In 1930 the Austrian government rebarreled most of the rifles to 8X56R, marking the rifles with an S on the barrel, and designating them the M30.  The barrels were originally marked Wn and the date of manufacture, during the upgrade some of the dates were over stamped and some were left intact with the upgrade date stamped alongside.  Hungary also rebarreled, one year later, in 8X56R and stamped the barrel with an H to signify the caliber change.  Hungary designated the converted rifle the M31.  There are many other variations including the 95/34 (although this is not an official designation)that has a sling loop on the left side of the forearm instead of the sling swivel and an Austrian Police version with an aluminum butt plate from the 50's.  There are also the Bulgarian M38 and the M39 converted from the Austrian M30.  Another variation is the Stutzen Navy model with sling attachments on both the bottom and left side.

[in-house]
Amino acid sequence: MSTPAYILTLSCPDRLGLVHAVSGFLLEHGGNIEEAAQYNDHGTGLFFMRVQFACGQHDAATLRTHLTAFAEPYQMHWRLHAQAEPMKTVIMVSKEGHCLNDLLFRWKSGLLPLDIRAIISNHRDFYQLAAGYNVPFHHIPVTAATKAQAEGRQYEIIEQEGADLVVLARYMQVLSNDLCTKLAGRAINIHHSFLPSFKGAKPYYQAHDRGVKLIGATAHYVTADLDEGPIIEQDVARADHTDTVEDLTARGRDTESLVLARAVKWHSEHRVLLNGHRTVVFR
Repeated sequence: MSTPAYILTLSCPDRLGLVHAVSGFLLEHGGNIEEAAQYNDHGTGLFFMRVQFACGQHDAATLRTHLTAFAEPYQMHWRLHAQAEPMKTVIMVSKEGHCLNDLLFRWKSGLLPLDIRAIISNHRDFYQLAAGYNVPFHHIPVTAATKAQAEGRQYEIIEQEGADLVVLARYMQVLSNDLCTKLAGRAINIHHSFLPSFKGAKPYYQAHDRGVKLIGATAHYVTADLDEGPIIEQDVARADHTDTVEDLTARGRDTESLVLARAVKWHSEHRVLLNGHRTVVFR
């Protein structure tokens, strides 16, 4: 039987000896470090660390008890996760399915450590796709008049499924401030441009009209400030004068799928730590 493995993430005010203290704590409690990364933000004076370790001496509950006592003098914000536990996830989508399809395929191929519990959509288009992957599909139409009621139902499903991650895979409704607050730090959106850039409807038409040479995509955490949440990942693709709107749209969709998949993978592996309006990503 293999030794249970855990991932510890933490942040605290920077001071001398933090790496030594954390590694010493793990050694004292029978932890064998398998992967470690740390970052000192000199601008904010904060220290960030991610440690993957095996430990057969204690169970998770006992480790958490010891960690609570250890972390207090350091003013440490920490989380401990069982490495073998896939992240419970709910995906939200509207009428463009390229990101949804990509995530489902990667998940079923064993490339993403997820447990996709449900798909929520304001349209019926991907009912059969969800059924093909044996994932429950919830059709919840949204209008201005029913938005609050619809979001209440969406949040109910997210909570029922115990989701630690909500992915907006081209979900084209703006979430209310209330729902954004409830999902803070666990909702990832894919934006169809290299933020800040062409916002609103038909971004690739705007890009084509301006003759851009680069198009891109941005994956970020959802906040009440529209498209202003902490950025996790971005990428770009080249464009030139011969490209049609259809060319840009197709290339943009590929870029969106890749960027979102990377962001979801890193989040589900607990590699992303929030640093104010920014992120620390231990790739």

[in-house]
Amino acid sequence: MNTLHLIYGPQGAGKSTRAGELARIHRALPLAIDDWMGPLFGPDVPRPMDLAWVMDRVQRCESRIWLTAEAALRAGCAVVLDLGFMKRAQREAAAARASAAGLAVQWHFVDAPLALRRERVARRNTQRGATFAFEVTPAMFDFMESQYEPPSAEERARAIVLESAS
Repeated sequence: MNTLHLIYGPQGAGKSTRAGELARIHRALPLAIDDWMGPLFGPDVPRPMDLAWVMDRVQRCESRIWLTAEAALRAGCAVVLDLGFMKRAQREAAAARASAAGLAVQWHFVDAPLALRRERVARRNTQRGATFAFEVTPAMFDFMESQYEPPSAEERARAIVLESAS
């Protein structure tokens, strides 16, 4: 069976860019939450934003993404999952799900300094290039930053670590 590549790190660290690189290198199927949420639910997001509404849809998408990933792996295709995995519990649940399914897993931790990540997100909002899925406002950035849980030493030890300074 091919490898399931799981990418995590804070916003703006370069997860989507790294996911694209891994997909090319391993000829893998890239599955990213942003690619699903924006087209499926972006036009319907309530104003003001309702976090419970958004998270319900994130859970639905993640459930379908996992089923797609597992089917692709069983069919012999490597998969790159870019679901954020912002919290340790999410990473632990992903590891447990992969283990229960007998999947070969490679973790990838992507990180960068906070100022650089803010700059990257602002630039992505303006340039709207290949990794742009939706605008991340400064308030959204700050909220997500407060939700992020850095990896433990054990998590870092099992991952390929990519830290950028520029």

The M95 saw use in two World Wars and many other small wars.  M95 carbines were issued to the Russian Navy as the standard arm, but I do not know if they were marked in any way.  It was basically retired in the 50's and has been showing up in the USA for the past few years as a collectors item.  The M95's coming out of Century Arms at this time all have stacking hooks while some of them have stocks that belong on a Stutzen, some of them have carbine stocks.  All of the guns I have obtained are 40 inches overall (Stutzen length) with one or the other stock, indicating to me that the use for a cavalry carbine had dwindled to nothing with the advent of the mechanized army and the use for a bayonet on a short rifle for the infantry had increased.  There is additional information pertaining to the M95, as it relates to the individual countries discussed, on our various rifle history pages.

Mannlicher was a very prolific designer and has several other Carbines to his credit which I will cover at a later date on another page.

 
Caliber
Wn year
W year Manufacturer
Front sling
Stacking hook
Stock type
Rear Sight
8x56R
over
stamp
1932
Steyr
Swivel
left side
Yes
Carbine
Short
8x56R
over
stamp
1934
Steyr
Loop
left side
Yes
Stutzen
Short¹
8x56R
None
None
Brno
Swivel
left side
Yes
Carbine
Short
8x56R
1917
1932
Steyr
Both
swivel B
loop LS
Yes
Stutzen
Short
¹This gun is a 95/34 and could have a long rear sight from a rifle
Some of the modifications found on guns in my collection.
 

M95 Stutzen as it was first manufactured














1